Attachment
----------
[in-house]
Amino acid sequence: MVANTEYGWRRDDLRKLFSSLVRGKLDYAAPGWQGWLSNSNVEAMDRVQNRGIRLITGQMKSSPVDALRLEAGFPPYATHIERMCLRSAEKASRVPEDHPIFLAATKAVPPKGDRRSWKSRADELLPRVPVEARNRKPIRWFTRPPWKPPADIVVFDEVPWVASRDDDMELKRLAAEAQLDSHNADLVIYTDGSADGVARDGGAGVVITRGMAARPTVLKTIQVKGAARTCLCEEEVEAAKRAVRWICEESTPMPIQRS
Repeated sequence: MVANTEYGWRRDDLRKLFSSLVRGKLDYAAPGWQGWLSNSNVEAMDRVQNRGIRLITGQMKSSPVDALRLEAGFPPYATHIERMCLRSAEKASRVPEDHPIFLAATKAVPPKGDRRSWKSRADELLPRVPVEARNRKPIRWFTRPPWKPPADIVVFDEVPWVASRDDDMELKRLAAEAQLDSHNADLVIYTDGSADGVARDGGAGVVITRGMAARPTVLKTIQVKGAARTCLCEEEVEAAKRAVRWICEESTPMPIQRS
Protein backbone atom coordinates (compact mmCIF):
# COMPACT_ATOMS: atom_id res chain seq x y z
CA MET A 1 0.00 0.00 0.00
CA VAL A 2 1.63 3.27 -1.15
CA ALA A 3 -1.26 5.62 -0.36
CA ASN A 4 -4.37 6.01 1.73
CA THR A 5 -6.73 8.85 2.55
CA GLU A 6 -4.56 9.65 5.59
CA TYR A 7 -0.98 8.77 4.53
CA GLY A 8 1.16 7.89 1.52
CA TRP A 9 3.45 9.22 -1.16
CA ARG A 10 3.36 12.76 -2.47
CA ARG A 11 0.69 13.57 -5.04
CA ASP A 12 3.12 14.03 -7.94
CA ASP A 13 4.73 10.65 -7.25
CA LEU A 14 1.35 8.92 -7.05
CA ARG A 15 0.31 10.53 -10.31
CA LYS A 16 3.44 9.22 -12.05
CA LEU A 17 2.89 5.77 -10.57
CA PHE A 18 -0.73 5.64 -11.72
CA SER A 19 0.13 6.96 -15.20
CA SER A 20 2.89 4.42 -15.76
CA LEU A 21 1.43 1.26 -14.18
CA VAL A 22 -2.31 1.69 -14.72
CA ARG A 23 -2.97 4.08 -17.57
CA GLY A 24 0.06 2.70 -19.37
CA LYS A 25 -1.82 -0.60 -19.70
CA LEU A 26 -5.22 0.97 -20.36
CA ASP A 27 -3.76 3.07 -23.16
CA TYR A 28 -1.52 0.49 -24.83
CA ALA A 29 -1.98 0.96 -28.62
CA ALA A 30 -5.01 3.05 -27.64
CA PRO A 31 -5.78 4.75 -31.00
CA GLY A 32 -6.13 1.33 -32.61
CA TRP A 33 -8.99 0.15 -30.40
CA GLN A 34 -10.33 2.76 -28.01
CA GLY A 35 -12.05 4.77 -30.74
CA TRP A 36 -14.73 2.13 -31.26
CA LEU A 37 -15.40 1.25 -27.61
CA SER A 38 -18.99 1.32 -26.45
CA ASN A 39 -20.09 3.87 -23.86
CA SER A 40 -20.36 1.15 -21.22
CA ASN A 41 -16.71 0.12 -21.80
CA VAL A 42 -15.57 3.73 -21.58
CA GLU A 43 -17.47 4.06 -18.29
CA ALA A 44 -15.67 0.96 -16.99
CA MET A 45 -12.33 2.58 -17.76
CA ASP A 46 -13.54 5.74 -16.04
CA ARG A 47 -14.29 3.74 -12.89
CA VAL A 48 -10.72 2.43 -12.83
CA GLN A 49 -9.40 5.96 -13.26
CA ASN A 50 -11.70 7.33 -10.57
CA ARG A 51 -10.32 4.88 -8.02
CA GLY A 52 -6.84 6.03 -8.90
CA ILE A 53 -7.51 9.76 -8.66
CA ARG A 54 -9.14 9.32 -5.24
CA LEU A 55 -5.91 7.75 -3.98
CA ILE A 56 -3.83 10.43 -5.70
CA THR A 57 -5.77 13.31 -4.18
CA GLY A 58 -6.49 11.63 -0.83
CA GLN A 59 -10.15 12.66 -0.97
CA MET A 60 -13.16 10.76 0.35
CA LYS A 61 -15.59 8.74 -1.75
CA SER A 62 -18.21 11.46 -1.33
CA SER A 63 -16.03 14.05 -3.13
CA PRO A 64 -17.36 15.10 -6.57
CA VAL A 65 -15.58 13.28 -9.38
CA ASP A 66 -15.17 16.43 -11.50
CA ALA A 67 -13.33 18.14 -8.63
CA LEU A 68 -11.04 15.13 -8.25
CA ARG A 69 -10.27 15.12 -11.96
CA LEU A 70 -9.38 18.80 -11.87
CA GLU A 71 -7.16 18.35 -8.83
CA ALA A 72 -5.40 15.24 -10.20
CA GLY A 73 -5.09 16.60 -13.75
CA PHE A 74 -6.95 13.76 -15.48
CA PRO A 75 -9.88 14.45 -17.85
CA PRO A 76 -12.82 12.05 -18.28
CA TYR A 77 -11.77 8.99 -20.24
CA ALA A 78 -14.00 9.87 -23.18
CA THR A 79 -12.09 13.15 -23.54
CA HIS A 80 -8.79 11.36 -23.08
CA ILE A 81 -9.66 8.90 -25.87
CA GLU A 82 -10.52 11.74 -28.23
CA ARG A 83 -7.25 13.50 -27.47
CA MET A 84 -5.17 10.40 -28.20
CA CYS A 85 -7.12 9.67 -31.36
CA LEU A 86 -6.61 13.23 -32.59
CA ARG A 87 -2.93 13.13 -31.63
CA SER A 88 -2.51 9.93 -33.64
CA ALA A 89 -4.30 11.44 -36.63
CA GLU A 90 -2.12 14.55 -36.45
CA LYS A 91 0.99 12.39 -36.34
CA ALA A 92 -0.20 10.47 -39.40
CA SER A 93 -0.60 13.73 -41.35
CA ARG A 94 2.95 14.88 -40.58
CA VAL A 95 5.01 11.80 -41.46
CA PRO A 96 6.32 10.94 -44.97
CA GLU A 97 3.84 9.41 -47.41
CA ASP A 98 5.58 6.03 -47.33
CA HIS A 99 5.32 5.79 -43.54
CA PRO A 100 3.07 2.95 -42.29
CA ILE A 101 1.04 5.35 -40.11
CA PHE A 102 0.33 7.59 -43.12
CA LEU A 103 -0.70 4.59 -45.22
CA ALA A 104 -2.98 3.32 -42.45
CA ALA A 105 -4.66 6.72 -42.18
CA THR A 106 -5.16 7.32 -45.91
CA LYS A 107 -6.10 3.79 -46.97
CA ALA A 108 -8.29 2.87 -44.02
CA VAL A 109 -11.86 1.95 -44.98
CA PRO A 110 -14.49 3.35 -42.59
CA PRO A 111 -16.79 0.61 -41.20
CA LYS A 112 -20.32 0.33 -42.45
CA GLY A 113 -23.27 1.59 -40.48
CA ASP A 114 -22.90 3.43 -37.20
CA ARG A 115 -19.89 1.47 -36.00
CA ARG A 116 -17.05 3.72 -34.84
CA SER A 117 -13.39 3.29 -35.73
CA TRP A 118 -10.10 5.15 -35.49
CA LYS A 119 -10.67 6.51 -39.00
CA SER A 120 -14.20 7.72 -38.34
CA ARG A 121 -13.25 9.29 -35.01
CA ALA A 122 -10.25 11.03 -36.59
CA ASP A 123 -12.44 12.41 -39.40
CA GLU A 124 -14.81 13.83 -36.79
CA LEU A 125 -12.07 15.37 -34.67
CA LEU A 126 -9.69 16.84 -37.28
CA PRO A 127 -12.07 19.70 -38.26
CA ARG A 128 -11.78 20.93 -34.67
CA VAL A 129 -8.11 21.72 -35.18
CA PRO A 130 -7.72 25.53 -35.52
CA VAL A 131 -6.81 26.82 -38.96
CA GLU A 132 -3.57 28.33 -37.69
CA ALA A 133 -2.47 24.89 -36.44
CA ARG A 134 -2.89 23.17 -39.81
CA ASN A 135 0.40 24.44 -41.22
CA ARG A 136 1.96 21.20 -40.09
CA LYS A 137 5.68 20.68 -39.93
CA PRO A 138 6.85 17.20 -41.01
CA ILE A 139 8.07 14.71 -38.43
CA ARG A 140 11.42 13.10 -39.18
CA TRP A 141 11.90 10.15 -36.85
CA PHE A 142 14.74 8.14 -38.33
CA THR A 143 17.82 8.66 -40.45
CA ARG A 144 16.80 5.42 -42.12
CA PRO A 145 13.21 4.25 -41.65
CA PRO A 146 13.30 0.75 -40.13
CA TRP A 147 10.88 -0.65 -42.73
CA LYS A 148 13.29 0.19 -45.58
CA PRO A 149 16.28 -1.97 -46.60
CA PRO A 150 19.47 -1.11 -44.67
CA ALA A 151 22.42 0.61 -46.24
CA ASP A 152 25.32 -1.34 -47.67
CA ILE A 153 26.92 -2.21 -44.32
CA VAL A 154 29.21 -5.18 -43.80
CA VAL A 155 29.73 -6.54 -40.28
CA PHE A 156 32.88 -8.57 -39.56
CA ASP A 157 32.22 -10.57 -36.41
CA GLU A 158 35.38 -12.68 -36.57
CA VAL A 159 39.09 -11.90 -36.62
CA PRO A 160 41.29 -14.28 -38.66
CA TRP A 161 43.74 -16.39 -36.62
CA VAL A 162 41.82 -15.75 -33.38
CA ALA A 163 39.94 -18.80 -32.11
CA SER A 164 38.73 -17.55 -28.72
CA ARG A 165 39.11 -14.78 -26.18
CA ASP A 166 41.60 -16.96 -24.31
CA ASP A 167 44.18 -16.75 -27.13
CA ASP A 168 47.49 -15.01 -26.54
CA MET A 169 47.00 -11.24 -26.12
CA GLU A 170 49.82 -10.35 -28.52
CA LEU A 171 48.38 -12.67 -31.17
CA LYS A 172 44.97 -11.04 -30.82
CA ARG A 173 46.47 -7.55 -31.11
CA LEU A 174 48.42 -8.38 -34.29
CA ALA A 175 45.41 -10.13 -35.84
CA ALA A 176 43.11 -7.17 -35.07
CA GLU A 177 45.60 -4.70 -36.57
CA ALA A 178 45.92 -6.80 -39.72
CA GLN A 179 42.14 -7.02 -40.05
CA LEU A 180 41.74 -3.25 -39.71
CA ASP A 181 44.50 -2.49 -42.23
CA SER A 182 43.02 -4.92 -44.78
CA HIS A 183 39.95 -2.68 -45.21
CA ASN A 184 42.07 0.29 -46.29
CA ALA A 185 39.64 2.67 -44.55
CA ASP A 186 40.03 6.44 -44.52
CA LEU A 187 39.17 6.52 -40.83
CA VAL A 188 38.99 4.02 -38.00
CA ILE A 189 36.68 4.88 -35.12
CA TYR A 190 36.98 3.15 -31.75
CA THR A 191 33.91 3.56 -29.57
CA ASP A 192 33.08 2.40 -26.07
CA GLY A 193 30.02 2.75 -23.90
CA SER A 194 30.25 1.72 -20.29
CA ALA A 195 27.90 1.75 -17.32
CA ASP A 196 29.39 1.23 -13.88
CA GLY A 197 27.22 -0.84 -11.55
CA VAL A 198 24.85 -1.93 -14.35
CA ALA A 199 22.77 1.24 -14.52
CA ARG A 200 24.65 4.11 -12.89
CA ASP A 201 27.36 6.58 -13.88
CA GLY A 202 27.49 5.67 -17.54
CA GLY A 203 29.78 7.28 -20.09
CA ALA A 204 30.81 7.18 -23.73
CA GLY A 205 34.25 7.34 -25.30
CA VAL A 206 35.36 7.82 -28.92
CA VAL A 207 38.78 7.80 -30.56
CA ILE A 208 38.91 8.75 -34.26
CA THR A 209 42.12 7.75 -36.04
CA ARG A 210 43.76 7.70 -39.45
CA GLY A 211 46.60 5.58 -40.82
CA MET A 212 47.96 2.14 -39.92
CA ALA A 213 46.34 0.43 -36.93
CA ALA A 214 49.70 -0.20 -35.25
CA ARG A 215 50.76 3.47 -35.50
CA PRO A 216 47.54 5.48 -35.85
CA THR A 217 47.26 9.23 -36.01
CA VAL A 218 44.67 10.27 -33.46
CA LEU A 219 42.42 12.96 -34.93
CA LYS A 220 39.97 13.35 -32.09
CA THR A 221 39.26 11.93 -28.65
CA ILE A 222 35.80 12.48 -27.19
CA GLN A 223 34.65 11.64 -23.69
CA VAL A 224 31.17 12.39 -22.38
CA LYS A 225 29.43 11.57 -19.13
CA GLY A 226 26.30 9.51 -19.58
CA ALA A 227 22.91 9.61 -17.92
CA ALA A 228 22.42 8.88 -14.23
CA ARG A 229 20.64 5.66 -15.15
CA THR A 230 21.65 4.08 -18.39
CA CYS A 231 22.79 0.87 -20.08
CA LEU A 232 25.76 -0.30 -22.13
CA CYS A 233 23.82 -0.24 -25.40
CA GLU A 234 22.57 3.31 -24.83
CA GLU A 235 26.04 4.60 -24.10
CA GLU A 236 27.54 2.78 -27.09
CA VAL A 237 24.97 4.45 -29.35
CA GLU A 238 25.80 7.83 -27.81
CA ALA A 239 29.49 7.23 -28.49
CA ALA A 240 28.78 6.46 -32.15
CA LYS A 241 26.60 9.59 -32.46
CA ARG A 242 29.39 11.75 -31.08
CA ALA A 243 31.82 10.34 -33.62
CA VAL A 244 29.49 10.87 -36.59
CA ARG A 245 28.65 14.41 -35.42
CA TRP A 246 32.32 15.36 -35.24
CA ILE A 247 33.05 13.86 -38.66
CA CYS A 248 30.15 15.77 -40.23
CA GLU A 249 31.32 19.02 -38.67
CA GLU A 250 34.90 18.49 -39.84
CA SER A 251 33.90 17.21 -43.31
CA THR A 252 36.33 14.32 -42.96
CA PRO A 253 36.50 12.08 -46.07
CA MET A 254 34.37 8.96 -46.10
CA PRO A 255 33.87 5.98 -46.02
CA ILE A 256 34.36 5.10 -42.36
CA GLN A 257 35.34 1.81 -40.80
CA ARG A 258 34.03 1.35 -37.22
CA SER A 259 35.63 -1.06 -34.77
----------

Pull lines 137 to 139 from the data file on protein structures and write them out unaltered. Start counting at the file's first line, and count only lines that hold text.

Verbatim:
CA GLU A 132 -3.57 28.33 -37.69
CA ALA A 133 -2.47 24.89 -36.44
CA ARG A 134 -2.89 23.17 -39.81